Goal setting is essential. It is important to know what you want or where you want to go in sports and in life. I think we are all in agreement that goal setting is a critical component to success.
Sometimes though, athletes can get tripped by goal setting. Let’s apply an analogy that can help you understand how goal setting can trip up some athletes.
This analogy is regarding weight loss… Many people, who want to lose weight, create a weight goal, such as the person who is 200 pounds and wants to lose 20 pounds. So this person sets a goal weight of 180 pounds. To motivate themselves, this person writes in big, bold numbers “180” on a piece of paper and sticks it to their bedroom mirror, so they can see their goal weight every morning when they wake up. Each day, this person sees “180” then heads to the scale to measure their current status. Immediately after, this person goes for their morning run or hits the gym determined to hit that “180” mark. After a several weeks, this person sees a 1-3 pounds weight loss but that’s it. This “180” goal that they see every darn morning becomes a reminder of want they are NOT. This can de-motivate some people to the point they give up on their diet and exercise regimen feeling frustrated and discouraged.
The tripping point is not the goal itself but the over-focus on the goal and not enough emphasis on the process.
The most important part of goal setting is just the goal, but the plan of attack and putting that plan in action. If your goal is to go to Hawaii but you don’t plan out the trip and make the necessary arrangements, you will be stuck on your couch dreaming of luaus and hula dancing.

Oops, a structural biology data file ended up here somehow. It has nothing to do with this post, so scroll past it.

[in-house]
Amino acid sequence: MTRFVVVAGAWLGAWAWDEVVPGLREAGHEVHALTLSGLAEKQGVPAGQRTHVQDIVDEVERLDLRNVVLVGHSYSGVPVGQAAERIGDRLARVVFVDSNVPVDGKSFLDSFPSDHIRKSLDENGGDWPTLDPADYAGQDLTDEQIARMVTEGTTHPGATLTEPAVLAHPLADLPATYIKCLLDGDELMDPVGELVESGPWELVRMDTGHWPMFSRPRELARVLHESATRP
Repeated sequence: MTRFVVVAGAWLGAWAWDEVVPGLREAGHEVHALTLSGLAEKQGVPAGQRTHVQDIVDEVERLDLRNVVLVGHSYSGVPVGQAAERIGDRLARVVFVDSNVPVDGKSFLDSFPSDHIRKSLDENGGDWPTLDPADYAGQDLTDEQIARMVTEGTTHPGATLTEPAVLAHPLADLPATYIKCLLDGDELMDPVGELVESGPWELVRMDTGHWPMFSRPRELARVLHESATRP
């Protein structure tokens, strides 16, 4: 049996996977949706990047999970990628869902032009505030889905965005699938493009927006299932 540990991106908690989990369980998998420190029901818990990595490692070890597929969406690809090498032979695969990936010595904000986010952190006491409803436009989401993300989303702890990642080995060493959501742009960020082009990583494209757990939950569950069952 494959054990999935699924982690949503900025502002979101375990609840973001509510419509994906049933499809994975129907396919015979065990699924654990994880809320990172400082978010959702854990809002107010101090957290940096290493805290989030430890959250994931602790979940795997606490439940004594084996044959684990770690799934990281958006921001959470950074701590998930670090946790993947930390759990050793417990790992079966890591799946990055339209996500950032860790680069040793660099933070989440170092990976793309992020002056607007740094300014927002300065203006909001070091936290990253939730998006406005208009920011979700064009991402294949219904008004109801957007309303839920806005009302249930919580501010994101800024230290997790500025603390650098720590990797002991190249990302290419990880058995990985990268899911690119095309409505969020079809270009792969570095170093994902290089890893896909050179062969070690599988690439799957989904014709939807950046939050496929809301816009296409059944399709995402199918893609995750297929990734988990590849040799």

The whole point of this post is that goal setting is much more than writing a goal on a piece of paper. It requires a detailed action plan and getting your ass in gear.
If you are a marathoner who wants to drop 5 minutes off your personal best, what is your plan?
What do you need to do in terms of your physical training? Do you need to ratchet up the intensity of your training? Do you need to work on your flexibility, get more rest, change your diet, improve your technique, etc.?
What do you need to do in terms of your mental game? Do you need to learn to relax your body when your muscles tighten during a race, learn to overcome discomfort, focus more efficiently throughout the marathon, etc.?
How are you going to implement your plan? What will you do this week? What will you do TODAY?
Goals are essential for athletic success. No doubt goals can motivate but the greatest motivational factor is when you see progress in the short term… those little steps that, when added together, become big leaps. That requires a focus on the process or what you can do right NOW to advance towards your goals.
The lesson is that the PROCESS is the driving force that brings you closer to your goals, not merely a post-it note attached to your bedroom mirror.
So I will leave you with this one question to ponder… What will you do TODAY to move closer to your GOAL?